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and we blame the French preachers for being orators and declaimers, fitter for the stage than for the pulpit. The point of taste may be for ever disputed; but, upon the whole, we think it more consonant to national good sense, and more conducive to national morality, to abide by our own sober modes of pulpit eloquence. Even at a charity sermon, is there not something rather humiliating in having contributions extorted from us by declamation, which we refuse to reason and humanity ? As a German preacher said to his weeping congregation, after he had worked upon their passions by an oratorical sermon, “ Now are not you all ashamed? Had I “ told you the same truths in plain language, you would not “ have listened to me.” This effect of oratory and scenic pathos is generally transient, but the influence of reason and conviction is permanent, and sometimes, at least, operates upon the conduct. Well-dressed crowds weep while they listen to a fashionable orator in the pulpit, the next moment they relapse into habits of dissipation, and run to crowd and be crowded at some equally fashionable spectacle: but there is some chance that a congregation, who are not drawn together merely by the magic of a name, and who attend to a plain address to their understandings, and a clear explanation of their duties, immediately applicable to their situations, may derive some lasting, practical advantage from the exertions of their pastor. It should therefore be established in the minds of young clergymen, as an article of morality, as well as a principle of criticism, that the excellence of sermons, especially for country congregations, depends more on simplicity, and clearness of expression, than upon ornament, or what is commonly called fine writing.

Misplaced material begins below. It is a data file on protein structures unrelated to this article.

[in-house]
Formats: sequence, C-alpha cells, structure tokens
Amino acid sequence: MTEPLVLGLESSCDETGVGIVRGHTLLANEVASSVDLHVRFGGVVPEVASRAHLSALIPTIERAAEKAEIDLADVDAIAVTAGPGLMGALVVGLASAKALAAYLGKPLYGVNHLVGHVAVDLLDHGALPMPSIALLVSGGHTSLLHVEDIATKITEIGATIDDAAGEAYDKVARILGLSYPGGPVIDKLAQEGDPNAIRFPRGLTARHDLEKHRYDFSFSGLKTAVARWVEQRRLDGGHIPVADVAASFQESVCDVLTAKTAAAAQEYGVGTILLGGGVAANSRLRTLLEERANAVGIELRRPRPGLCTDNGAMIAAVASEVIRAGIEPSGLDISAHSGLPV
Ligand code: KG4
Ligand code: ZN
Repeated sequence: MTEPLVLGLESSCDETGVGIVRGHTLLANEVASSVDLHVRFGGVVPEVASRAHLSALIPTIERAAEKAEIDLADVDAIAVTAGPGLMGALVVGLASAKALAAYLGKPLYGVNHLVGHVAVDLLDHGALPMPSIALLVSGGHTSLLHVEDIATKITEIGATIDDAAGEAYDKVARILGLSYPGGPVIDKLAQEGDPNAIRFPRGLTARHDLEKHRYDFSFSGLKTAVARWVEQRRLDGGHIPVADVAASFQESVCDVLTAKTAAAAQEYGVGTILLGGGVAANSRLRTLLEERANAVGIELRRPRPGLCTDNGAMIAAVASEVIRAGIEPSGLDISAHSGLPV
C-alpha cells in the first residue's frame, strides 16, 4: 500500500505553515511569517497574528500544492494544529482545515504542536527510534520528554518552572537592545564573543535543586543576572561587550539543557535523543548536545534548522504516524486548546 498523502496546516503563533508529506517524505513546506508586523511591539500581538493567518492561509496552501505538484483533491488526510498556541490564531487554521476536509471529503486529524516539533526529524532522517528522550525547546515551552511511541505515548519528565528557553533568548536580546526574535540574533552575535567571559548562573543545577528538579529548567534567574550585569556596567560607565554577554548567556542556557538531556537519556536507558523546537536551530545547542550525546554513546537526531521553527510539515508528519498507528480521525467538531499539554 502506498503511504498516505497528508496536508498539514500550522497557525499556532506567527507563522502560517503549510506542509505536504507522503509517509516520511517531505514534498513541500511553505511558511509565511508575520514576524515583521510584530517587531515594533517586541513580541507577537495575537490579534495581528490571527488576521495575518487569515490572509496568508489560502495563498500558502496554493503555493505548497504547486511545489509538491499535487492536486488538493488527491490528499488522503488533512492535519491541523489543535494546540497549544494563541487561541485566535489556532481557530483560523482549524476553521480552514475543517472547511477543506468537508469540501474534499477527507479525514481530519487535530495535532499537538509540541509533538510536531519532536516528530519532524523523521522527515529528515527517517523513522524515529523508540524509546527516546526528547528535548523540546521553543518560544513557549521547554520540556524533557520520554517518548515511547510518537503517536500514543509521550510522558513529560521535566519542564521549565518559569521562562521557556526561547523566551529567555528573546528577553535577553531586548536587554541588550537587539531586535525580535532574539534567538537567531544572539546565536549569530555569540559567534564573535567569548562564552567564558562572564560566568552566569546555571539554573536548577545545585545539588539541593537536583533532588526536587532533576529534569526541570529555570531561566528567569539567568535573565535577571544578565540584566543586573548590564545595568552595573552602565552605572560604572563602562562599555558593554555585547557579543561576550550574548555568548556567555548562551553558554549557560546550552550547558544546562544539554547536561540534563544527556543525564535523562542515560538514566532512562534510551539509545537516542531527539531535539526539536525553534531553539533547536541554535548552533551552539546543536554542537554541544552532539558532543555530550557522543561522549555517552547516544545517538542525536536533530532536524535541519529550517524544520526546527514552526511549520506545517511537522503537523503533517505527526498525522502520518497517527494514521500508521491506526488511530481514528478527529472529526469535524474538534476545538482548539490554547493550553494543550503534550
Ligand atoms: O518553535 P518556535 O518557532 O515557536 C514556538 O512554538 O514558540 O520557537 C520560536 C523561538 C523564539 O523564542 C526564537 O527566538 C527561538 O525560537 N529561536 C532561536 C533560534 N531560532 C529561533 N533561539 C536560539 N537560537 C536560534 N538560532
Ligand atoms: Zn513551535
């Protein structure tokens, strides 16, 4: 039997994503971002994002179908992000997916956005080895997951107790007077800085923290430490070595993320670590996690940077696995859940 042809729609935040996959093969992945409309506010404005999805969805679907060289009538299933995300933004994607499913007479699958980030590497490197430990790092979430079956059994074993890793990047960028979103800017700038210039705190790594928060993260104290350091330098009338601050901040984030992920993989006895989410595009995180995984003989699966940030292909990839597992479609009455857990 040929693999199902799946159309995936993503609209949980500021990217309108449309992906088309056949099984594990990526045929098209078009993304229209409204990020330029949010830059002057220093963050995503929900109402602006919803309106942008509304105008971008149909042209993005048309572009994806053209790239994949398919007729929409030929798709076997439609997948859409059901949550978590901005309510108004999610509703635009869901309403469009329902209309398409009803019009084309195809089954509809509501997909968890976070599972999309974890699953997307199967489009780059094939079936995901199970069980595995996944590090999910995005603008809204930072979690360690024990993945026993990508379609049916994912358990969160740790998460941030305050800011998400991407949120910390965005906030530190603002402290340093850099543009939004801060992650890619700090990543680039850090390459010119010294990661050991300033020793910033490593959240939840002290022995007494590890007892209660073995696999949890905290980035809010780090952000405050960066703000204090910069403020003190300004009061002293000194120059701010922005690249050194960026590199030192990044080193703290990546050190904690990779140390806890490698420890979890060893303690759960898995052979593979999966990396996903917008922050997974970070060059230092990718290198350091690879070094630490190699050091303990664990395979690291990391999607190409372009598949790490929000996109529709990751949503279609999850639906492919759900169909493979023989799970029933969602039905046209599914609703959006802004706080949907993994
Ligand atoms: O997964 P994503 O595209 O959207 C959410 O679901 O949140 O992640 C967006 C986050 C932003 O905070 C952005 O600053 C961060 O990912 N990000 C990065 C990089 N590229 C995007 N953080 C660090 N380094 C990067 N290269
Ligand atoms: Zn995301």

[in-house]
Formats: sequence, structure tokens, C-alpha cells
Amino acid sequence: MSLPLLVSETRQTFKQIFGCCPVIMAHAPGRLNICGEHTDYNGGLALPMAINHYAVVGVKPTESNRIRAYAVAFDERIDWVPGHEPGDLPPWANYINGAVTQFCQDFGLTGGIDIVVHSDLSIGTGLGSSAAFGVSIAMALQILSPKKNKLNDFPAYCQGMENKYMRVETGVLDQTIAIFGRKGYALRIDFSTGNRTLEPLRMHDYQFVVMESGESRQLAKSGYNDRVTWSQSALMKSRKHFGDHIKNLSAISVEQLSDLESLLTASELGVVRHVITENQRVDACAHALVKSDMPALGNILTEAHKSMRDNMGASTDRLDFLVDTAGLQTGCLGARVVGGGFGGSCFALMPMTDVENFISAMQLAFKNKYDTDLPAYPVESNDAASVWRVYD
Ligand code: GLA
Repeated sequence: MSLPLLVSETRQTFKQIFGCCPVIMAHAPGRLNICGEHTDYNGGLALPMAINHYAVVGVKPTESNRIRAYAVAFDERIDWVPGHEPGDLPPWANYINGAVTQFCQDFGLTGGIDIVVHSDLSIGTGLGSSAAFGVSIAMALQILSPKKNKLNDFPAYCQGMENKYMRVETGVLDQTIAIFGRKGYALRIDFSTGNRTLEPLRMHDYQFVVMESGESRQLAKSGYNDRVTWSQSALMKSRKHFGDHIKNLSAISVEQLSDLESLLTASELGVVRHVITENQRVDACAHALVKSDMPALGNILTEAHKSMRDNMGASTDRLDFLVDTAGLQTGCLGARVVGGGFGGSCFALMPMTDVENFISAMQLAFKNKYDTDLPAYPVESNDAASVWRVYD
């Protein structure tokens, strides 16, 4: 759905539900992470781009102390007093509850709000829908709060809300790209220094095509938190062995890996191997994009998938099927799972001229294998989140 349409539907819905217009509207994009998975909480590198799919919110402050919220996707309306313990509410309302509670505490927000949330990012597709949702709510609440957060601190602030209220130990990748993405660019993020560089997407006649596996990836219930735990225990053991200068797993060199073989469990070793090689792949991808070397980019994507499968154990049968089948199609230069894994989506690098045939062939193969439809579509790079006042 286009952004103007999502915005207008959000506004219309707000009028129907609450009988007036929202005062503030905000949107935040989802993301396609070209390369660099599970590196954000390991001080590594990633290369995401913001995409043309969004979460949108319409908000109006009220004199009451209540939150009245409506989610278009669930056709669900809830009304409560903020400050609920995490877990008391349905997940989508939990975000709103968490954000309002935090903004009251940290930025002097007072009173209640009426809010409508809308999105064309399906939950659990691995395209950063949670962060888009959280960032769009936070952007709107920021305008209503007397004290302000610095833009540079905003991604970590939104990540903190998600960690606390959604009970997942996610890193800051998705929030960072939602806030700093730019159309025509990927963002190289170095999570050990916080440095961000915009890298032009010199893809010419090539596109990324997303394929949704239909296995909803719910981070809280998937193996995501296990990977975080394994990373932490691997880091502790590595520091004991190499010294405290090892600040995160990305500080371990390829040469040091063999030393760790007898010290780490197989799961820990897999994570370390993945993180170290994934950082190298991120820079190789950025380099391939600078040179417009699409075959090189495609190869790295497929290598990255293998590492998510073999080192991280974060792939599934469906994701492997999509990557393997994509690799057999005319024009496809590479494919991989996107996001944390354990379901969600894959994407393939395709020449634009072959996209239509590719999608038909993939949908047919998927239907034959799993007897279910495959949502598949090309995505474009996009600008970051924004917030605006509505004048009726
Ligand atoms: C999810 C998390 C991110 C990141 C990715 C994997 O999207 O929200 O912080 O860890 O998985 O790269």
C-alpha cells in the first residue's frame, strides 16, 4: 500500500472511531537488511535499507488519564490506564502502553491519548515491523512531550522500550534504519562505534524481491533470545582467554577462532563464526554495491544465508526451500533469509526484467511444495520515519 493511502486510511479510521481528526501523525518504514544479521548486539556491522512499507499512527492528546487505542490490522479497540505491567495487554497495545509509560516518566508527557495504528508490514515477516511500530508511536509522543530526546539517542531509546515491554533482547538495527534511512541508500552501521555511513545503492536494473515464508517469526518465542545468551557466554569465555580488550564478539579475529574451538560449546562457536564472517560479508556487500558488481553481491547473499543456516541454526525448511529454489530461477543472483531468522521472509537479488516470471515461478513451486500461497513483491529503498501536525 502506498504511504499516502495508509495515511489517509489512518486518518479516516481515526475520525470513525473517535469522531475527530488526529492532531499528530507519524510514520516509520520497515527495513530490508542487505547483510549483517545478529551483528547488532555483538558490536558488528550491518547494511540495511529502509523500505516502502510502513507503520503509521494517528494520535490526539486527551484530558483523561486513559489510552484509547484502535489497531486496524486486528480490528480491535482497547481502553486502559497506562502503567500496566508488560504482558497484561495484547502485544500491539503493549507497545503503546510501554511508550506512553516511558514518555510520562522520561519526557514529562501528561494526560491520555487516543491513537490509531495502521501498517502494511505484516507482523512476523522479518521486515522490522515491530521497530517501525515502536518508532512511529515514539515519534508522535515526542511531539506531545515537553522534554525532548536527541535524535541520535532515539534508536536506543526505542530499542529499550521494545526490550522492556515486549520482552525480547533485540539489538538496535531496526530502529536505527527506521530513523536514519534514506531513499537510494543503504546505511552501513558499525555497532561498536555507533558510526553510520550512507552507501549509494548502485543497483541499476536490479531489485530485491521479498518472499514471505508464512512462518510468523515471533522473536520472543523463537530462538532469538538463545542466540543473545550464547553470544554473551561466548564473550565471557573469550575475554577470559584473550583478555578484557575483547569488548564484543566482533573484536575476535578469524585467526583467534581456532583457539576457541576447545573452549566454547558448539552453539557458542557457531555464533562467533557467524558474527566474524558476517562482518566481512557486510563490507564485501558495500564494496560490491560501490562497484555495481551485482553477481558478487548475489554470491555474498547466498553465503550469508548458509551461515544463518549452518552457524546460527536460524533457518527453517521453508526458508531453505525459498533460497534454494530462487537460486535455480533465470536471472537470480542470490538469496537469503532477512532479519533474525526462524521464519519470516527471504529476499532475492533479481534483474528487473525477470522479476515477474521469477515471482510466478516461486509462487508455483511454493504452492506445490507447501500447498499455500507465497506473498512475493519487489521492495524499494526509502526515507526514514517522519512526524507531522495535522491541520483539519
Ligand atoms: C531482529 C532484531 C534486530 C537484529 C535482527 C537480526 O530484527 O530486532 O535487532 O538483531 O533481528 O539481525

On the arts of literary composition, on the methods of forming a writer, or an orator, it is not necessary here to descant; because, however useful or ornamental they may be to members of the church, there can be nothing peculiar in the mode of teaching these to a clergyman. He may in his youth be instructed in these by the same means, which should be used in teaching them to pupils intended for other professions". It may be added as part of the education which the student can give himself, either at the university or after leaving it, that he should hear some of the best preachers. To these he should attend, not with a design to form himself upon some fashionable model, but with a desire to discover in what the peculiar excellencies of different oratórs consist, and on what their powers of persuasion principally depend: these he should'endeavour to acquire, but he should employ them in a style and manner of his own. Beside listening to the best, that he may know what to follow, he should hear specimens of the worst preachers, that he may know what to avoid. Among the worst should be classed all those clerical coxcombs, who show, that they are more intent upon the nice management of a cambric handkerchief, or the display of a brilliant ring on their white hands, than upon the truths of the Gospel, or the salvation of their auditors.
In the course of his education, the pupil should be accustomed to read aloud, and before numbers; this exercise is necessary to his attainment of that self-possession, which is admired in all who are to speak or read in publick; by this
See chapter on the education of men intended for public life.